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Structural insights into the initiation of DNA synthesis in eukaryotic replication

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If you have a question about this talk, please contact Dr Alfonso De Simone.

DNA polymerases need a primer to begin the synthesis of new DNA during replication. Nature has evolved specialised polymerases, termed primases, that are able to synthesise short RNA primers de novo. Because of the antiparallel nature of the DNA double helix, replication must start at least once on the leading strand and multiple times on the lagging strand. Thus, the enzymatic activity of the primase is constantly required at the replication fork. Our understanding of the molecular mechanisms by which primases synthesise the RNA primer is not well understood. In the talk, I will discuss our recent efforts to understand structure and function of the DNA Pol alpha/primase complex, responsible for initiation of DNA synthesis in eukaryotic replication.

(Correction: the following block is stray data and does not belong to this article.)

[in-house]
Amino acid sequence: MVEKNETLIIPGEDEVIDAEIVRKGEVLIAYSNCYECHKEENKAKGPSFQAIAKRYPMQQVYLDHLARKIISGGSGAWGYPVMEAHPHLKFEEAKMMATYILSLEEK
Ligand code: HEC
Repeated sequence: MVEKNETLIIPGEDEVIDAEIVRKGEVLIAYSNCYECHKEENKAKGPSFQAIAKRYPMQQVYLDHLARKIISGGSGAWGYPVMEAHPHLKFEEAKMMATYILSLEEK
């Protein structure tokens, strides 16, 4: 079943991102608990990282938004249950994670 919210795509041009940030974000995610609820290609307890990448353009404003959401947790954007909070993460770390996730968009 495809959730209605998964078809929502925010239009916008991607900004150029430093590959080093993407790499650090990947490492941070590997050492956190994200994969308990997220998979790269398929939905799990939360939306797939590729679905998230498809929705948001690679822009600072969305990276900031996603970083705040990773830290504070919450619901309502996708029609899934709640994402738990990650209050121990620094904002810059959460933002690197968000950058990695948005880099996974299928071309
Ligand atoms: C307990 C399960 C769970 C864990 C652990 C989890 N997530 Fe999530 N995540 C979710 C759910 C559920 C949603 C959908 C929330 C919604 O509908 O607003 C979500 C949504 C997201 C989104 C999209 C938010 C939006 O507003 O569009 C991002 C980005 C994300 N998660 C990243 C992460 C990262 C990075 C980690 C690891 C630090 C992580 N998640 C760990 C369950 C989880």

This talk is part of the Biophysical Colloquia series.

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